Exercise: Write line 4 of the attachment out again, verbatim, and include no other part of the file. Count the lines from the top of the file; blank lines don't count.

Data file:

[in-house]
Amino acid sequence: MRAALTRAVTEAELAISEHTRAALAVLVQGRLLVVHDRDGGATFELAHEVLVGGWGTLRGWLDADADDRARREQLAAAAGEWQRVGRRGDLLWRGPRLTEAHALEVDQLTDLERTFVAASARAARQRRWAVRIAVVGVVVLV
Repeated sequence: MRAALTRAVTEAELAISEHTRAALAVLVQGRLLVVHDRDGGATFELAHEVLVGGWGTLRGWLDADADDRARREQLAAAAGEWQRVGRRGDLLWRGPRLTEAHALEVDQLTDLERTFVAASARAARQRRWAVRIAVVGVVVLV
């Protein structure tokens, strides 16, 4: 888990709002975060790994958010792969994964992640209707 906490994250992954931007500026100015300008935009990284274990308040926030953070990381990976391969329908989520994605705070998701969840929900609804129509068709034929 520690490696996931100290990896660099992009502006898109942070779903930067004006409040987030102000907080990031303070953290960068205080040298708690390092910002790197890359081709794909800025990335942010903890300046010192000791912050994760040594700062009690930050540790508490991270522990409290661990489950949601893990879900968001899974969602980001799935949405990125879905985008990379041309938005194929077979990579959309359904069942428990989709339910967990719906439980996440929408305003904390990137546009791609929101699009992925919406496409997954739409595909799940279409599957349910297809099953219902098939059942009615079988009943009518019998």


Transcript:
């Protein structure tokens, strides 16, 4: 888990709002975060790994958010792969994964992640209707 906490994250992954931007500026100015300008935009990284274990308040926030953070990381990976391969329908989520994605705070998701969840929900609804129509068709034929 520690490696996931100290990896660099992009502006898109942070779903930067004006409040987030102000907080990031303070953290960068205080040298708690390092910002790197890359081709794909800025990335942010903890300046010192000791912050994760040594700062009690930050540790508490991270522990409290661990489950949601893990879900968001899974969602980001799935949405990125879905985008990379041309938005194929077979990579959309359904069942428990989709339910967990719906439980996440929408305003904390990137546009791609929101699009992925919406496409997954739409595909799940279409599957349910297809099953219902098939059942009615079988009943009518019998």